Search


Site Map

Contact


National Postal Museum

Smithsonian National Postal Museum


skip navigation

About the Museum
Exhibits
The Collection
For Educators
Stamp Collecting
Research
Getting Involved
Activity Zone
Museum Library





About the Museum




Former Object of the Month







Prototype Mail Pouch
Prototype Mail Pouch

Above: Prototype Mail Pouch

Mail satchel
Mail satchel

Above: Mail satchel

Plastic mail sack
Plastic mail sack

Above: Plastic mail sack

Mail pouches with locks
Mail pouches with locks

Above: Mail pouches with locks

Mail bags
Mail bags

Above: Mail bags

Railroad catcher pouch
Railroad catcher pouch

Above: Railroad catcher pouch


US Postal Bag Prototype

You probably haven’t given much thought to the design of your book bag or backpack, but if you had to transport thousands of pounds of paper everyday, you might take a closer look.

Mailbags must be strong and durable, but cannot be heavy or bulky. Registered and first-class mail requires bags that can be locked; and certain modes of transportation, such as railway, have necessitated bags with special hooks and fasteners. Over the years, as the postal service has strived to perfect mailbags, inventors have filed hundreds of patents on improvements to them.

Nathan Ely de la Vergne (1848-1921) designed this prototype mailbag (image top-left) near the end of the 19th century. De la Vergne was a blacksmith and leatherworker who owned a shop on 14th Street SW in Washington, DC, where the Bureau of Engraving and Printing is now located. As a contractor for the Post Office Department, he made saddles for the horses, often taking trips out west to buy hides.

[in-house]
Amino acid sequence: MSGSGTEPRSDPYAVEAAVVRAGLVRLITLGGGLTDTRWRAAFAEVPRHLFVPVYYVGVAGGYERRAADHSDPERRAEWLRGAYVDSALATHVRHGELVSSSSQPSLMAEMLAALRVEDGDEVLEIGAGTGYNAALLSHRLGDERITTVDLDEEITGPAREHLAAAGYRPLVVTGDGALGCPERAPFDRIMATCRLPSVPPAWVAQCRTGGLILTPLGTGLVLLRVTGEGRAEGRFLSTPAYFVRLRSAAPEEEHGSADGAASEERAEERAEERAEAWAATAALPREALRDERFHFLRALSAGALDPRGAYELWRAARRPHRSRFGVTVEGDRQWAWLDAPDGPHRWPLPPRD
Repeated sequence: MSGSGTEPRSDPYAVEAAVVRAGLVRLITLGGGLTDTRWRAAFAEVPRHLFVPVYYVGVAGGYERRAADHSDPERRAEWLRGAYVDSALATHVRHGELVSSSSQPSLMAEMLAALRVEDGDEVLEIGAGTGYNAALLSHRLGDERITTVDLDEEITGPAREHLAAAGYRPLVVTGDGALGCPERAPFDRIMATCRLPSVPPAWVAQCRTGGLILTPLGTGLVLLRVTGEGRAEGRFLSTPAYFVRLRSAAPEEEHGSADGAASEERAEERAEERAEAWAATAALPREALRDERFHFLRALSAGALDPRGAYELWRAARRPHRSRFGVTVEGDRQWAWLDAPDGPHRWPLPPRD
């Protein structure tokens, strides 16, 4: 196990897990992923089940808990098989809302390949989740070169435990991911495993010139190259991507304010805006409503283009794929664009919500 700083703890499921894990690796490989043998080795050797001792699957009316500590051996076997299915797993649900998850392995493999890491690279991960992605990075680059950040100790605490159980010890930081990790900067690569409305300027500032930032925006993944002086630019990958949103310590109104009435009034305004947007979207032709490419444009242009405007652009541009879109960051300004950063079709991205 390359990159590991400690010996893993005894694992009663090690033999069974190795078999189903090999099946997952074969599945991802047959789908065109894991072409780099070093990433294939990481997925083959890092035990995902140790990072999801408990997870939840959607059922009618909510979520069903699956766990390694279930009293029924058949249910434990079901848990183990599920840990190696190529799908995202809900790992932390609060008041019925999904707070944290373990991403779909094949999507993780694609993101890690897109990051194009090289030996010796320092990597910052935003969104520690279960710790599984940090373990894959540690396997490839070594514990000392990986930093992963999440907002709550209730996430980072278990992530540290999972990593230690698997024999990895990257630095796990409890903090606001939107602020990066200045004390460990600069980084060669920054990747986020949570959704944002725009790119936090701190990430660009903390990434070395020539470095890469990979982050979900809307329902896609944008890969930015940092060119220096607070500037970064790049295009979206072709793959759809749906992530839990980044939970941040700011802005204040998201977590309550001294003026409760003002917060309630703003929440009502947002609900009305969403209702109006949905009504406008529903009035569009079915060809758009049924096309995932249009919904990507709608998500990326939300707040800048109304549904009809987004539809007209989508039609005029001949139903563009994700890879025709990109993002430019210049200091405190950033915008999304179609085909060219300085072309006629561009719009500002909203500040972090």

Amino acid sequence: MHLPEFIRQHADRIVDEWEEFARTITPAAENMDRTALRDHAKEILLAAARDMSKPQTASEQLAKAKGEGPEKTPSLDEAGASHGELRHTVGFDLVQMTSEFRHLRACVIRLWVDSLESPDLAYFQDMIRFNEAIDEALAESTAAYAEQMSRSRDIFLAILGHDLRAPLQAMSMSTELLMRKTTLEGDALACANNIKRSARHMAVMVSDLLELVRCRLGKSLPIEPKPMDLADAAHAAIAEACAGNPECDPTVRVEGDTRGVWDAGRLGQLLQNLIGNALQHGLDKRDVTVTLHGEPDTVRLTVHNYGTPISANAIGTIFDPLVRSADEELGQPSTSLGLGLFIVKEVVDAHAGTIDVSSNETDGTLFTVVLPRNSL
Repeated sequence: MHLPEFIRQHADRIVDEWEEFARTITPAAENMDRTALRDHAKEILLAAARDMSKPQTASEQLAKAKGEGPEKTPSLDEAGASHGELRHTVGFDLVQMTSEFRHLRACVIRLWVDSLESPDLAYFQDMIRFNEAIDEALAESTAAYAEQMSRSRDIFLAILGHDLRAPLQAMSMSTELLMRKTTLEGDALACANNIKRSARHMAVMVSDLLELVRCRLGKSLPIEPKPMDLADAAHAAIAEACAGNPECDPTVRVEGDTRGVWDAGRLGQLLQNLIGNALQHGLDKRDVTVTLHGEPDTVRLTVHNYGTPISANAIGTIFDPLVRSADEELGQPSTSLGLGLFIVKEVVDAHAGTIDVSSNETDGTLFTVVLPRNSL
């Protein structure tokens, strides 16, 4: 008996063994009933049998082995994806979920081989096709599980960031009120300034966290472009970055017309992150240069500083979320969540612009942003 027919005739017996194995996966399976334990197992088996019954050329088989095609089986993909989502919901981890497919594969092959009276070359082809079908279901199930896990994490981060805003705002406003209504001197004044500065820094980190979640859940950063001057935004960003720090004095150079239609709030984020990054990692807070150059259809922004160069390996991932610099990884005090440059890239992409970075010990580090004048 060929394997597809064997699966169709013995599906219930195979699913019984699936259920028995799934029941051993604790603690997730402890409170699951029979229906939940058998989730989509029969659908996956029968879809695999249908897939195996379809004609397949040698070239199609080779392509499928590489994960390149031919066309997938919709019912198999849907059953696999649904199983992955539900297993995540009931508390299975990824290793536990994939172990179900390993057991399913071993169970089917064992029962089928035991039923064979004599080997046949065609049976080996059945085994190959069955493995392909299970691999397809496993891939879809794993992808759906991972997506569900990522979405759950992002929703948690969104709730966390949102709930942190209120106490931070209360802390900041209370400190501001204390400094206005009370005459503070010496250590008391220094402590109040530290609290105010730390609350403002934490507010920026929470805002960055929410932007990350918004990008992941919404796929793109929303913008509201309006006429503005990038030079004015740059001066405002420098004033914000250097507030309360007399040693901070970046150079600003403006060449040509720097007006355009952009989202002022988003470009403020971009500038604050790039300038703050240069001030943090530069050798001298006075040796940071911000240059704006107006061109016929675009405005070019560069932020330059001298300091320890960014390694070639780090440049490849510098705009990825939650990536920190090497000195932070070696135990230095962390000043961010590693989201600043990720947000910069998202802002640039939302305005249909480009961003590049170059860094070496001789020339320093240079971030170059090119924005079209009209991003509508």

At 7.00 inches high by 4.25 inches wide by 2.25 inches deep (17.78 x 10.80 x 5.72 cm), the prototype is about one quarter the size of a standard mailbag. The brown leather bag is held together at the seams and base by metal rivets. The pouch could be secured by a metal bar lock at the top. According to de la Vergne’s decedents, the pouch was patented, manufactured, and used by the Post Office Department for many years, but because de la Vergne was a postal contractor, he had to surrender his patent rights.

Lisa Davis, de la Vergne’s great granddaughter, donated the prototype mailbag to the National Postal Museum in 2005. As a child, Davis’s mother always told her how her great-grandfather invented the mailbag, but she never allowed her to take the prototype to school for show and tell.

A note on vocabulary
Mailbag is the generic term used to describe any bag that carries the mail, but more specific words can be used to illustrate a bag’s function – and postal mailbags have had many different functions. A mail satchel is an over-the-shoulder style bag that letter carriers use while delivering mail along a route. Mail sacks are used to carry second-, third-, and fourth-class mail. Mail pouches are made of a heavier weight material than mail sacks and are designed to lock; pouches are used to transport first-class and registered mail, as well as domestic or military airmail. Based on physical appearances, the prototype mailbag would most likely be classified as a mail pouch, but because it was not used as a pouch, it is referred to by the generic term. Catcher pouches were designed exclusively for railway mail and had metal rings at each end to attach to a mail crane and catcher arm to be picked up by moving rail cars. In the mid 18th century, letters were put in saddle bags designed to fit around a horse’s saddle. In the 19th century, both newspapers and letters were placed in a portmanteau, a round, side-opening, leather bag.

Written by Allison Marsh
March 2006






Current Month














Back to Top